Surgeons Say The Darndest Things

When making a life-changing, irreverisble medical decision, you want your physician to be honest with you, discuss all viable options and potential outcomes, and listen respectfully to your concerns. The plastic surgeon did all of those things, but we had been warned that he often spoke without thinking. I should not have been shocked then to hear him say (he is my age), “Given your age (!), not being in front of patients any more, and having a stable long-term relationship, you could opt for the less extensive reconstruction and settle for a less cosmetic chest.” To keep from getting angry or laughing in his face, I reminded myself how short he was, wondered what physical limitations he might possess, and pictured how jealous he would be of 2 women enjoying the glorious new boobs he was going to create. I reminded him that I hadn’t lost almost 120 pounds to have anything less than good-looking boobs! (Don’t ask about the scars or how I’m going to get something that resembles nipples.) Next he looked amazingly contrite and said, “You know, you have no control over your cancer, but you have complete control over your treatment and how you are going to look.” Total redemption.

I am having bilateral mastectomies with a 2-stage not very comfortable reconstruction process (bummer, 2 surgeries), and a chance to gradually watch my chest re-inflate until we decide the size is just right before he inserts permanent implants. Coming mid-June, a cancer free, pain wracked me!

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14 thoughts on “Surgeons Say The Darndest Things

  1. Just read your post before bed and wanted to let you know I’ve been thinking about you and putting good thoughts out for you. I can only say that as we know so well, time passes so quickly that in a few months, all of this nightmare will be a memory for you and I’m praying that it passes quickly, calmly, and smoothly. ~Blessings, Janet

    • Thank you so much for the thoughts and prayers. Heavens knows I need them. So does my partner who is already think about how much pain medicine to stock up for me. LOL

    • I have asked my Dad to find pictures of my in early 20’s as I have no recollection of what my body looked like – except that I wasn’t fat. Maybe I can get some picture of what size I want to be. By the time permanent replacements go in (3 months or even more after mastectomy) I should be getting really close to goal weight.

  2. Jan, since you are an intelligent woman, a physician, and an obviously take-charge person, I am guessing that your confidence is real — I would be a wreck. Please keep inspiring me — I need to learn from you. Love the way you handled the meeting with the plastic surgeon.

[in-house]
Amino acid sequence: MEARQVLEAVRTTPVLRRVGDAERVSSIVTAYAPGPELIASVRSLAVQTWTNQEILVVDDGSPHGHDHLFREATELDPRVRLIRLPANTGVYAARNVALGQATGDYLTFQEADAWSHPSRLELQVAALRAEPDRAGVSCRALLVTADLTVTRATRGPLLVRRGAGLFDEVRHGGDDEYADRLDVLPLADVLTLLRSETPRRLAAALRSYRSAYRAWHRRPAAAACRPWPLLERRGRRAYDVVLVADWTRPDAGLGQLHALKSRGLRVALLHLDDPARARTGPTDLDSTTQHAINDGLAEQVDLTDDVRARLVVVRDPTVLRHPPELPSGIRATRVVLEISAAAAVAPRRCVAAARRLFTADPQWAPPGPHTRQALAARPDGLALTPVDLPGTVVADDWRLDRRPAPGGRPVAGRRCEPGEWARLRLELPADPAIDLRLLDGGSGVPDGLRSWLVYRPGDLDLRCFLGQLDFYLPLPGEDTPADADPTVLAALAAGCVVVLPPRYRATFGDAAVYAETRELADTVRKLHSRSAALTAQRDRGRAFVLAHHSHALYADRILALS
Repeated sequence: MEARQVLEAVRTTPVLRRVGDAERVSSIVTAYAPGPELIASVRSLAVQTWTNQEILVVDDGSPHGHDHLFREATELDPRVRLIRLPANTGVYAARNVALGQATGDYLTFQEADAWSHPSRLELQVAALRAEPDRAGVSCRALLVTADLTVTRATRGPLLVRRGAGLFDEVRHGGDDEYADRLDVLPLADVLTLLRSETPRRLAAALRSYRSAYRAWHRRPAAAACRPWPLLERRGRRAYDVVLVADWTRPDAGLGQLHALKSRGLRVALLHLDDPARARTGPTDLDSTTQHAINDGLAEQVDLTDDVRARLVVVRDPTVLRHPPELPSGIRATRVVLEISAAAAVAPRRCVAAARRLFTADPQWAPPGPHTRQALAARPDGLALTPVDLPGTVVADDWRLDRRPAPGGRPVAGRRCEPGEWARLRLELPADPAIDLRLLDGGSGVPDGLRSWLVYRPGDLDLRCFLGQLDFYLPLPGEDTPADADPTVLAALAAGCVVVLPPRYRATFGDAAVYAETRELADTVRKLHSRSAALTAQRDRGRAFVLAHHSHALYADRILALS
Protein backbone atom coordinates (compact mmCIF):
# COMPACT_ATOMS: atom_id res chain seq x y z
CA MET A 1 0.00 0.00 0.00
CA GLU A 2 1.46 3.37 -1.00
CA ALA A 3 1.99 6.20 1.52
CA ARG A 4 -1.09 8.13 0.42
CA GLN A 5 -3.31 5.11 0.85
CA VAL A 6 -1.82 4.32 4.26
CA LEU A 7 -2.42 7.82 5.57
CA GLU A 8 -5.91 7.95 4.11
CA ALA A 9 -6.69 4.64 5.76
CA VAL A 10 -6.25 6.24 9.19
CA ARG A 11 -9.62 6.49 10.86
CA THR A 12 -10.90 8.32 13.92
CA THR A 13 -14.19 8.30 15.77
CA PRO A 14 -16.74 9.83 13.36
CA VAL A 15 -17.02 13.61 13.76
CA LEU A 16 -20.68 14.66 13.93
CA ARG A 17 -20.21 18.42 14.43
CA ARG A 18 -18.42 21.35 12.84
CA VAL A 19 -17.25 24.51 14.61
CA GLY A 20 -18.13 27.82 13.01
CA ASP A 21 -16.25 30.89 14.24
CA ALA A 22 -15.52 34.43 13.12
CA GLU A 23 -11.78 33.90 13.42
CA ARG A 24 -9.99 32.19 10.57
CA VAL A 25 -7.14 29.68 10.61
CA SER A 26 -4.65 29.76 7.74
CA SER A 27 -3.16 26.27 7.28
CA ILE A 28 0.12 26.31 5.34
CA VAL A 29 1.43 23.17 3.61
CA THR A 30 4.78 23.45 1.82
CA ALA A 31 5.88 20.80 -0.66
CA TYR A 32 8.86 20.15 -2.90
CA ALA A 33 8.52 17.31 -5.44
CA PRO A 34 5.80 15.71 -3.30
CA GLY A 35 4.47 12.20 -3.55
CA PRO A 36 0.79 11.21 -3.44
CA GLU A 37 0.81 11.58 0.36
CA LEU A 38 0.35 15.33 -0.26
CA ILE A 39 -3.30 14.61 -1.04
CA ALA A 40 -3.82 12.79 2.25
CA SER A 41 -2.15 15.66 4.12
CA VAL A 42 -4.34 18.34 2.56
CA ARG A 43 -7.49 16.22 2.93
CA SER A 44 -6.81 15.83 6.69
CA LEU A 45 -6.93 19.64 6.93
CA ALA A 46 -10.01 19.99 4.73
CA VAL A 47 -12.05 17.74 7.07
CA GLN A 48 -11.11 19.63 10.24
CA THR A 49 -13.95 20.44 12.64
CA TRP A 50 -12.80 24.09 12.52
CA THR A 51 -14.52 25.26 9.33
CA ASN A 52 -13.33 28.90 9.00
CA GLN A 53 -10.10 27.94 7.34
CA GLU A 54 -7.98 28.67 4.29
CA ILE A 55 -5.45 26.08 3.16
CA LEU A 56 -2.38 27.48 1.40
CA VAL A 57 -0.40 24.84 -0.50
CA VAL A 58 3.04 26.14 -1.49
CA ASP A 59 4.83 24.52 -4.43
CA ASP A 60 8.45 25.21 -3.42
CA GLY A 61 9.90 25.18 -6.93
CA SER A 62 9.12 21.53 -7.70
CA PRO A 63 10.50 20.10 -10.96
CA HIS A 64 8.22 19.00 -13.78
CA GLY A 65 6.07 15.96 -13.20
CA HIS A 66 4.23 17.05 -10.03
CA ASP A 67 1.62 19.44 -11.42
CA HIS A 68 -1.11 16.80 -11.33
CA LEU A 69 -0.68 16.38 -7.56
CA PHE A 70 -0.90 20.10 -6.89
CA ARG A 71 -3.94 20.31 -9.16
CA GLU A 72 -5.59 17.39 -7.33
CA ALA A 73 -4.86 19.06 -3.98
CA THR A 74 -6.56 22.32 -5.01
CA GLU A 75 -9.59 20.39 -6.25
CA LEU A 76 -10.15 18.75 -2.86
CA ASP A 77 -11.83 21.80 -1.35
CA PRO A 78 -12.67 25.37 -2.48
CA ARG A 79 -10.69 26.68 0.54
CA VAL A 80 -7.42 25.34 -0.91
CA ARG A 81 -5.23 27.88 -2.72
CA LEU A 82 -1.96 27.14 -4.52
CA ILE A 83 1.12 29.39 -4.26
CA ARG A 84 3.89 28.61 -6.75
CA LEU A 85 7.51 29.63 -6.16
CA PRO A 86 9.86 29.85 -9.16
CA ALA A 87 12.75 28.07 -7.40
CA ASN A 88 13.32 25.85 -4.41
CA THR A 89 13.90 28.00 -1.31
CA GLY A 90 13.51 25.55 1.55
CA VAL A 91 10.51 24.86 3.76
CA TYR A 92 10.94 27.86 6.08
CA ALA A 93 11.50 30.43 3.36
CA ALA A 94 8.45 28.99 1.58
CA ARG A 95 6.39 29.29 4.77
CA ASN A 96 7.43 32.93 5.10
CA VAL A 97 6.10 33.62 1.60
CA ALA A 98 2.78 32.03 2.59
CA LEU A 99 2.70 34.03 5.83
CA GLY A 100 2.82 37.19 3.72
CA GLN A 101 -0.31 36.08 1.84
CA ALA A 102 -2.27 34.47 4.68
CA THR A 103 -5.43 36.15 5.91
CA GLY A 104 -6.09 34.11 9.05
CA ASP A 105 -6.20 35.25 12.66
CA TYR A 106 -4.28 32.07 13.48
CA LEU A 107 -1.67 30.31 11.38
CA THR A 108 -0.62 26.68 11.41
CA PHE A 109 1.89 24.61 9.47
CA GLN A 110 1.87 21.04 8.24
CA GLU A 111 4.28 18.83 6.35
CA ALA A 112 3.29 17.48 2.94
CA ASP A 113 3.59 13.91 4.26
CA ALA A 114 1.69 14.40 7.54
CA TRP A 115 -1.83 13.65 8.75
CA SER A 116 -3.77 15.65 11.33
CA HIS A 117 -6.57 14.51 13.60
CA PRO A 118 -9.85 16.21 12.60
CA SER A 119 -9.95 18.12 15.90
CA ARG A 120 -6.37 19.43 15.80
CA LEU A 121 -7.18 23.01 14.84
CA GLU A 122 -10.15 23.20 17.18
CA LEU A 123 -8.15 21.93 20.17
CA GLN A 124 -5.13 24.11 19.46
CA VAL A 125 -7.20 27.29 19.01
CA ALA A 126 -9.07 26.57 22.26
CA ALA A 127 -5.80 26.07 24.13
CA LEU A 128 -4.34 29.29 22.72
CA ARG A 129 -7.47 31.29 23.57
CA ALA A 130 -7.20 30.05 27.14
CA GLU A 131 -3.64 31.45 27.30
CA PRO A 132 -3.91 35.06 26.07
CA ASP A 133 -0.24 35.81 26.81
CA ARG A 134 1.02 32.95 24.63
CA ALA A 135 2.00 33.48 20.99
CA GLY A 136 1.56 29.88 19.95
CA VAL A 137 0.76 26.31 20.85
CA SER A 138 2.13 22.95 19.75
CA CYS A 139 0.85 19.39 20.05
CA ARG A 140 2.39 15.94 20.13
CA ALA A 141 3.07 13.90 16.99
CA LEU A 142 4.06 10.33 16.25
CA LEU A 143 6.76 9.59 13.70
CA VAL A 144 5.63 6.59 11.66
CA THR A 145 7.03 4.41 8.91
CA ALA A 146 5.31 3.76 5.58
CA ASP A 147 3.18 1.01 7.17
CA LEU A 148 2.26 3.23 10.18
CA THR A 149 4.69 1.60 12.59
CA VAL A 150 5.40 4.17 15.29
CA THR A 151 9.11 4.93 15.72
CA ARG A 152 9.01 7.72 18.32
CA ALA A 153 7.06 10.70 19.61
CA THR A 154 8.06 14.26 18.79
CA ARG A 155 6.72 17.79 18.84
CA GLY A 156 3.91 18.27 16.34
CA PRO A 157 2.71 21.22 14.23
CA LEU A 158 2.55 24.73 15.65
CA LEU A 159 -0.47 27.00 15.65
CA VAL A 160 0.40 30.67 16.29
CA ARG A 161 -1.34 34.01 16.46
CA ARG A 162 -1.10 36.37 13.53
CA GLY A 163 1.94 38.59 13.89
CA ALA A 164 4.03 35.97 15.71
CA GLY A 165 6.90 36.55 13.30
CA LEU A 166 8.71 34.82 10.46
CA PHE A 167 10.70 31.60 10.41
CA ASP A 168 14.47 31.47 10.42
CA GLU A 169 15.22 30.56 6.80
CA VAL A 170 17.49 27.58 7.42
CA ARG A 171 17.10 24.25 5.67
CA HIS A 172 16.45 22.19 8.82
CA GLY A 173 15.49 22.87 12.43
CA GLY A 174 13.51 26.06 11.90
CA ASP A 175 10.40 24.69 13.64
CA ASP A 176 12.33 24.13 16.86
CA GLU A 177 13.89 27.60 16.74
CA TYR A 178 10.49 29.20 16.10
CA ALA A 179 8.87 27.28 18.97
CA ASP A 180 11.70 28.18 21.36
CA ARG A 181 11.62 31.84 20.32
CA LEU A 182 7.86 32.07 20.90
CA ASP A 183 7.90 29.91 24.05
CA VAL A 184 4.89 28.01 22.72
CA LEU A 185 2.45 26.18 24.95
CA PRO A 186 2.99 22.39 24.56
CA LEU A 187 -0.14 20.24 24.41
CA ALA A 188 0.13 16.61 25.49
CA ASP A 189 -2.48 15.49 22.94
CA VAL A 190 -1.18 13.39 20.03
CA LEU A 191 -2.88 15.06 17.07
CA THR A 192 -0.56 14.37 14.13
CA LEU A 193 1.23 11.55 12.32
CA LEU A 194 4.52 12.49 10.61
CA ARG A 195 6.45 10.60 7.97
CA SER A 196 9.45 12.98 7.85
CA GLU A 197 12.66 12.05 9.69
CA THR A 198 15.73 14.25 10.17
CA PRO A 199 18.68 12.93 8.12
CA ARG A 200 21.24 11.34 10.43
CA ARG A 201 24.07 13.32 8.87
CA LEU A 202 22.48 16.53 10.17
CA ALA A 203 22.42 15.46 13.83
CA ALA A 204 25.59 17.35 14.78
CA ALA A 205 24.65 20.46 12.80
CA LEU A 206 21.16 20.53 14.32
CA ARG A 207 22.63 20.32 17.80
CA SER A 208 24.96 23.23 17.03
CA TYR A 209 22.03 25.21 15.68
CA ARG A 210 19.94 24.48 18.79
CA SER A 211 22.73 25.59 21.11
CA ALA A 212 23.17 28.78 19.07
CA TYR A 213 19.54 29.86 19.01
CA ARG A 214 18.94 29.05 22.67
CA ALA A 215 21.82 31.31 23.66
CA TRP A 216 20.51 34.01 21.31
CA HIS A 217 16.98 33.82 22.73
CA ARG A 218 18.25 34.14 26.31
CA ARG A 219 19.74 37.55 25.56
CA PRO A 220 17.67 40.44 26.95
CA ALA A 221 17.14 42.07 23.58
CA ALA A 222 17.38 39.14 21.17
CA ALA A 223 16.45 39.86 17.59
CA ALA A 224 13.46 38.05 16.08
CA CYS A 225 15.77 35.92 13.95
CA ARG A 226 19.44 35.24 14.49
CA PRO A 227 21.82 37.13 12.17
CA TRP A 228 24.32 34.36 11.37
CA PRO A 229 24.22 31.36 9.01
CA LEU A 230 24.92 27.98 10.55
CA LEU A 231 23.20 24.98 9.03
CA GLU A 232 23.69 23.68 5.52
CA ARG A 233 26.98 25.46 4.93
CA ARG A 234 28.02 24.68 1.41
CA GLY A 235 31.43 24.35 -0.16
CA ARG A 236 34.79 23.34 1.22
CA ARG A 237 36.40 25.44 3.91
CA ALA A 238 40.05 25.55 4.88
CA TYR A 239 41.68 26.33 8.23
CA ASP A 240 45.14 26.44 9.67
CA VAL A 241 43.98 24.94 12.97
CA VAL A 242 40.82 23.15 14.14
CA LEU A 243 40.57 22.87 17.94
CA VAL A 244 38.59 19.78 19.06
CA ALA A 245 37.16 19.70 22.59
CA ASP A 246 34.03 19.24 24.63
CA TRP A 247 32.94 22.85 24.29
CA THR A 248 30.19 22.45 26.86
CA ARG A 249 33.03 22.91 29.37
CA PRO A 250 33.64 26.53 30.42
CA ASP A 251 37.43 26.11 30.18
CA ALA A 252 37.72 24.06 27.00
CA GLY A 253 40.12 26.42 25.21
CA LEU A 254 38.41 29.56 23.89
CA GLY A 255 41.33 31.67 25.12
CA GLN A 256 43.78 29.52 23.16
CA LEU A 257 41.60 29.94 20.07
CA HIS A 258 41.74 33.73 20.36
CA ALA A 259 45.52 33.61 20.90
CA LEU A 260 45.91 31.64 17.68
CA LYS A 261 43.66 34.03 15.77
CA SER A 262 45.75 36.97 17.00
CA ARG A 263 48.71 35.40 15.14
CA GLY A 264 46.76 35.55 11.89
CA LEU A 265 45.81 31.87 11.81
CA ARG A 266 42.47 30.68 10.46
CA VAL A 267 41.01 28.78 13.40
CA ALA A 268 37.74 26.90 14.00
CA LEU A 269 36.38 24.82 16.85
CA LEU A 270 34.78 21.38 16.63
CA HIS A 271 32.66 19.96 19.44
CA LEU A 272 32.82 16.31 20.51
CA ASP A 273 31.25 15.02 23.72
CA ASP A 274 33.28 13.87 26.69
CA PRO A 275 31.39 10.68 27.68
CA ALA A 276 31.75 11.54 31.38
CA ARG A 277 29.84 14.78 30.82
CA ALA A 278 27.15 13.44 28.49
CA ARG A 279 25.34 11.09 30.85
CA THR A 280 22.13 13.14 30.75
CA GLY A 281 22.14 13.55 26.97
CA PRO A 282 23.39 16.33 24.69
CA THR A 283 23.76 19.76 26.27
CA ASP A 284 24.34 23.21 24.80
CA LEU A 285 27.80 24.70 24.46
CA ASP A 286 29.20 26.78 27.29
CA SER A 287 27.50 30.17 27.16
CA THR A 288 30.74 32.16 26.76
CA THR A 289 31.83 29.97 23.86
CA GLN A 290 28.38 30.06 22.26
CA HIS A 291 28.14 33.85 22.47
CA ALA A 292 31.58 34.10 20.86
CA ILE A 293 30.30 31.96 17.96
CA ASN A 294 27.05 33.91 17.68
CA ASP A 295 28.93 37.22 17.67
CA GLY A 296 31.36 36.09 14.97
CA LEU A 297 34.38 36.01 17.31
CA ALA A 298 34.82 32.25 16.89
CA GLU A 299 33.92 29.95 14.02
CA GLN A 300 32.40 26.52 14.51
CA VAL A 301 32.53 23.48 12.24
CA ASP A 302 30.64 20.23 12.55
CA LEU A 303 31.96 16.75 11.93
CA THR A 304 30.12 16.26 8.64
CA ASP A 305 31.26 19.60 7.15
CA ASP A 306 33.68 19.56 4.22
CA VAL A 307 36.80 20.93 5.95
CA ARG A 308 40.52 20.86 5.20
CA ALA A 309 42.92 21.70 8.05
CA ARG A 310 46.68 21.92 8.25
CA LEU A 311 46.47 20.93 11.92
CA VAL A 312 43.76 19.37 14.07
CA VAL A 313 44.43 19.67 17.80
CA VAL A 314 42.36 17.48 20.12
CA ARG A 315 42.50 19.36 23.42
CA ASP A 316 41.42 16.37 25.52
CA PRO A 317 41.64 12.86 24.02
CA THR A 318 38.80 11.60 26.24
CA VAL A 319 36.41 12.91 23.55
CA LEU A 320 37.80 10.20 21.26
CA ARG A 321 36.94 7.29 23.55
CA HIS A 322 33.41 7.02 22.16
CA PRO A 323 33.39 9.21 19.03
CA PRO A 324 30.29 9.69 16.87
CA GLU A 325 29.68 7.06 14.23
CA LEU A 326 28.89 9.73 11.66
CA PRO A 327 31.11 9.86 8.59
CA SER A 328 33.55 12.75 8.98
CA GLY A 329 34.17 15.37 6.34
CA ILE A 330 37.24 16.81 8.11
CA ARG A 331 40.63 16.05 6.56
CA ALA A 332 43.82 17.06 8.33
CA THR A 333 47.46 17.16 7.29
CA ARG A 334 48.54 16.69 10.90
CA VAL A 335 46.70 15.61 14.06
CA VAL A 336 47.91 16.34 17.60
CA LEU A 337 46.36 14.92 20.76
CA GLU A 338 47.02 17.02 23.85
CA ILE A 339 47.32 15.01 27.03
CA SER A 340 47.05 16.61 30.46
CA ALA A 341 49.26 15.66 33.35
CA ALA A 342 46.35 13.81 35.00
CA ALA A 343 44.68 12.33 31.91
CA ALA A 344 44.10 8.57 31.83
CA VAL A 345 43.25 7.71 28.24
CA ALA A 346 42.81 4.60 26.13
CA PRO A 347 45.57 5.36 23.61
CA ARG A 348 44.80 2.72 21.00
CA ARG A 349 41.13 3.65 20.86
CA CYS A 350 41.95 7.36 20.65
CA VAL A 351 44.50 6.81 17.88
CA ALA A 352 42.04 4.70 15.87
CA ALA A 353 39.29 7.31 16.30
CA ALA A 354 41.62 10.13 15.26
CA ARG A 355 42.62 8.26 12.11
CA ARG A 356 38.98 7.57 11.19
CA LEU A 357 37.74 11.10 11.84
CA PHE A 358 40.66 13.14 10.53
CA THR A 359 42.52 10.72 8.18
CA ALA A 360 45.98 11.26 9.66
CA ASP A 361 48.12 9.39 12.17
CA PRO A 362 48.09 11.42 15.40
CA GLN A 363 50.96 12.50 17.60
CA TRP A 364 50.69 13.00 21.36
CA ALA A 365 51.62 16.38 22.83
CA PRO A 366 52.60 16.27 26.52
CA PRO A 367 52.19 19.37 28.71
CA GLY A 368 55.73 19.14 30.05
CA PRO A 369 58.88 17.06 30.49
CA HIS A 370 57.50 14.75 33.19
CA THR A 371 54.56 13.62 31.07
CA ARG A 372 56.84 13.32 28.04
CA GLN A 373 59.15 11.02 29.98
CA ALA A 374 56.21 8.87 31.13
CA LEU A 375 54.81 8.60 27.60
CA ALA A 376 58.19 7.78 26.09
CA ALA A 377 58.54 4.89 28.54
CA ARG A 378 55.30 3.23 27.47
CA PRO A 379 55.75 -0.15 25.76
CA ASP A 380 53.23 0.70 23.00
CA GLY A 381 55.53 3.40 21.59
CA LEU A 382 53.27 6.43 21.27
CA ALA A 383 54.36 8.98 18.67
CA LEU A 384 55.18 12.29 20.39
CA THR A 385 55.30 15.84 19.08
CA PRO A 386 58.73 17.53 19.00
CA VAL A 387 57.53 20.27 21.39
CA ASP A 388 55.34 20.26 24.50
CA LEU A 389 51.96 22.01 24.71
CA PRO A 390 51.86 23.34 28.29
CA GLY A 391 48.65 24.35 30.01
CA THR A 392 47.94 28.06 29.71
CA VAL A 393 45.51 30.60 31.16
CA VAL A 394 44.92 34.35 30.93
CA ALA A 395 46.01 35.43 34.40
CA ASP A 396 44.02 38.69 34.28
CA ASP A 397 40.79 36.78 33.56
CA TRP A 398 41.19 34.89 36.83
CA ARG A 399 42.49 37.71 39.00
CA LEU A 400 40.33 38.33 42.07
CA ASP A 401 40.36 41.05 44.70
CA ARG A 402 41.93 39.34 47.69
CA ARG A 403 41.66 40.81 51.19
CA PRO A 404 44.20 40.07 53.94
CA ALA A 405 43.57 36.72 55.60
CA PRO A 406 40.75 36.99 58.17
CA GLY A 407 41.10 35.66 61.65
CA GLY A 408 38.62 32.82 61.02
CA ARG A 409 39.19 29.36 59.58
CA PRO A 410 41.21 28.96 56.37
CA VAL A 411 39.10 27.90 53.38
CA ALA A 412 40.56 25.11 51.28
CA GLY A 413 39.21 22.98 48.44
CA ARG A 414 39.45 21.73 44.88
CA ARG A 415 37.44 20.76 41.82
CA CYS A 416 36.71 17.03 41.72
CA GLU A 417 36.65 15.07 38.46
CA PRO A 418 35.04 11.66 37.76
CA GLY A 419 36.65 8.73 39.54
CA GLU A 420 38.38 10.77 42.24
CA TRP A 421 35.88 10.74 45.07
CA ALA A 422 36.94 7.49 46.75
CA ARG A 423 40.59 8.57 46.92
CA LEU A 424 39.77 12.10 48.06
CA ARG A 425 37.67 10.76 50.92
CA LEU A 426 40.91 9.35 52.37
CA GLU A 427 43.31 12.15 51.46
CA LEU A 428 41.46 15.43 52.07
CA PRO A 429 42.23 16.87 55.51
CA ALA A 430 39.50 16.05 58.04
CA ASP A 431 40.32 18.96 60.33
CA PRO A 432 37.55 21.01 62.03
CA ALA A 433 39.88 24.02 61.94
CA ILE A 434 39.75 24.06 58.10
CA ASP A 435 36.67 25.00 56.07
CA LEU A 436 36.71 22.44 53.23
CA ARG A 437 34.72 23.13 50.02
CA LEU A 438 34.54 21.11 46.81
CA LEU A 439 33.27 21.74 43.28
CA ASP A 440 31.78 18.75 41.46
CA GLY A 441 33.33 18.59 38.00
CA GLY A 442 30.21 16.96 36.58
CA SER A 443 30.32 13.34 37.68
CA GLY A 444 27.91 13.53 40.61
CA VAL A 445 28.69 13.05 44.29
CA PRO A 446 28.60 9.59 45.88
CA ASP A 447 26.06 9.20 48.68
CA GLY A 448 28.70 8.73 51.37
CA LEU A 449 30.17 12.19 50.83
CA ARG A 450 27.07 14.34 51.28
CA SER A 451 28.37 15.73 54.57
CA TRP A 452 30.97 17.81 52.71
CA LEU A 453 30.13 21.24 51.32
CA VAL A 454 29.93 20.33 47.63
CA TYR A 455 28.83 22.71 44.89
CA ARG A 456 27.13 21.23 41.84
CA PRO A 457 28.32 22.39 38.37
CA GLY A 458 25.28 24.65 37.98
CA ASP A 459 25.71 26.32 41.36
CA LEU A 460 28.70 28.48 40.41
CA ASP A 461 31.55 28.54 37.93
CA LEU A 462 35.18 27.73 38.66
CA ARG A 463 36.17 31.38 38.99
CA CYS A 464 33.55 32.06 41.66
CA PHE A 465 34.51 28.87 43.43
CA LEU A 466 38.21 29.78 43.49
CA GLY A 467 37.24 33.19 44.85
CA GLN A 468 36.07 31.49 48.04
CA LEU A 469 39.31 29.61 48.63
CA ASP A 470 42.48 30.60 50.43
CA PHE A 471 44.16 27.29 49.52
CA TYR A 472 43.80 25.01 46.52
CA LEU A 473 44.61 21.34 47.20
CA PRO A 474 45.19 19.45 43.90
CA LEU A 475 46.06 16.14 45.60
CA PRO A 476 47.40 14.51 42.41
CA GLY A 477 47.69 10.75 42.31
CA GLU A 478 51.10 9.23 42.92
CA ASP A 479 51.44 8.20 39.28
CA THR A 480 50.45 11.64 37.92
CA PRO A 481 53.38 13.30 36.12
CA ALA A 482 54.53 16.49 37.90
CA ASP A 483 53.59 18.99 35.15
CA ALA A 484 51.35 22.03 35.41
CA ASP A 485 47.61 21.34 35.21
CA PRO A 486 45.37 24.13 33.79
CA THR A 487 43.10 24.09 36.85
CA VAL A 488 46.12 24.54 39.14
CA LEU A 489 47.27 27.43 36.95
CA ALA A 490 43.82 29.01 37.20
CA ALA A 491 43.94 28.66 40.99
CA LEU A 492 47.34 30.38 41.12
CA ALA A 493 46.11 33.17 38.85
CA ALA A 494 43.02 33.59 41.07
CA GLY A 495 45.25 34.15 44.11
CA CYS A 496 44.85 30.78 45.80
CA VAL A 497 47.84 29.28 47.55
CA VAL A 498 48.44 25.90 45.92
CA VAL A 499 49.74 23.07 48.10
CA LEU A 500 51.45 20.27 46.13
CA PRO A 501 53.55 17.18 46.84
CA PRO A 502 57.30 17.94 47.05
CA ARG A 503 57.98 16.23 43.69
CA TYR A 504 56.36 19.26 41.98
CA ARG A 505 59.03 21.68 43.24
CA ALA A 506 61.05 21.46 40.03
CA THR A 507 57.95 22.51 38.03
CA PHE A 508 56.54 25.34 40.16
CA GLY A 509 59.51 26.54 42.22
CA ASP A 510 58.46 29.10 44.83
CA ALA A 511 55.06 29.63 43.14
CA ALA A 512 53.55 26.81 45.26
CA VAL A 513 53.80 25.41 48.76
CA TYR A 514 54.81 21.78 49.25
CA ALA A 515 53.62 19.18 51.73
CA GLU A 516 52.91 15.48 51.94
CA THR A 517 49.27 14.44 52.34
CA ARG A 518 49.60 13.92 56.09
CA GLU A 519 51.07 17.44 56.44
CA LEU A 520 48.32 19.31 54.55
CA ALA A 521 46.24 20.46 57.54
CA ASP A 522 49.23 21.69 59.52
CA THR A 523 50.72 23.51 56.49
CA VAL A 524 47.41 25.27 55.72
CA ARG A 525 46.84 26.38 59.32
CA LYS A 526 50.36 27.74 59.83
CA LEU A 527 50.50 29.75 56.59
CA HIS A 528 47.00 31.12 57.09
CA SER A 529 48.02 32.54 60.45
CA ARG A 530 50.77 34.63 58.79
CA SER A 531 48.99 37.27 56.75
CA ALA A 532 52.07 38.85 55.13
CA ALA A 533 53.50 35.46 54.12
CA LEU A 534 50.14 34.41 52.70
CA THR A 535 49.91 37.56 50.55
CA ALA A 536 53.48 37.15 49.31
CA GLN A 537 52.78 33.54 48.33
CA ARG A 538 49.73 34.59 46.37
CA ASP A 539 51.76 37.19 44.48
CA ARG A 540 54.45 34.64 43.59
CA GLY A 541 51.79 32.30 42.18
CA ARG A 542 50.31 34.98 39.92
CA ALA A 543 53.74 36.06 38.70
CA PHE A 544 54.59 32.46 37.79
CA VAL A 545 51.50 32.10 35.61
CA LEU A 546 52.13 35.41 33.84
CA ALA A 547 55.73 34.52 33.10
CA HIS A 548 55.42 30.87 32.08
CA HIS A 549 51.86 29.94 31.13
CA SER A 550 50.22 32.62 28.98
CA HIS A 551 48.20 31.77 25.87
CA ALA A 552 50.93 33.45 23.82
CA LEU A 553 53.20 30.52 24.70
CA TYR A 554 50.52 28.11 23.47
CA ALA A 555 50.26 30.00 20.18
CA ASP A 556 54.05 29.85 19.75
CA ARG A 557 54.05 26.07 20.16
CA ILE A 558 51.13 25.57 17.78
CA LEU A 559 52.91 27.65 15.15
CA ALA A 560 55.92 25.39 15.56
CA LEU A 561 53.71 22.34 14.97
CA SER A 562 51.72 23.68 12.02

• I am wreck. My bravado alternates with total numbness and a sense of unreality. Thank goodness my partner was with me during the visit because more than once I had to ask the surgeon to repeat what he had just said. Afterward at dinner, Sue and I went over the visit again to make certain that I had heard everything correctly.

      I’m slowly getting to the anger phase about having this disease. Lose weight, get cancer… Sob. Grrr!

  3. A tough decision, I know, but I think it’s the one I would opt for. Otherwise, I think I’d drive myself crazy imagining the worst-case scenario from every minor bump or swelling.

    My friend who went through the same surgeries (7 years ago and counting!) said the reconstruction certainly wasn’t fun, but after the chemo-radiation rounds, it wasn’t as bad as she had feared. She’s thrilled with the results. So is her hubby. 🙂

    • I’m prepping for the worst (pain wise) and expecting the best outcome. Totally ignoring the fact that tumor could actually be worse when fully removed and lymph nodes biopsied and the bazillion complications both surgeons have advise me of – well, guess not completely ignoring those.

  4. Men!!

    Sounds like you have made a good choice. I would like to have some say in how my boobs looked – I never liked the shape of mine in the first place – so I call that a bonus. Not without scariness and pain – but a bonus in the end.

  5. I ‘m send you warm vibes and prayers. I hope everything goes well for you! Also on the bright side if you get a new set – you won’t need a bra :O

  6. He could have just said, “you could opt for the less extensive reconstruction and settle for a less cosmetic chest.” Replacing “settle for” with “choose.” It’s rare to find physician specialists who speak diplomatically. We pay them for their surgery skills, not their verbal, true, but it sure makes the consults emotionally dicey.

    Here’s hoping you sail through your two surgeries and love your shapely new breasts.

    • Yes, framing can be everything. I think what bugged me the most was his assumptions about my “advanced” age of 56 and being partnered for 20 years and needing a professional public persona. (Wonder if he would have said the same thing to a fru-fru looking straight woman with her husband present?)

      Thank you for the good wishes!

  7. You are amazing in how you dealt with that surgeon. I commend you for taking control and doing what is right for YOU. I hope everything goes well and in a few months you will be cancer-free, and pain-free too. Sending the positive vibes your way!

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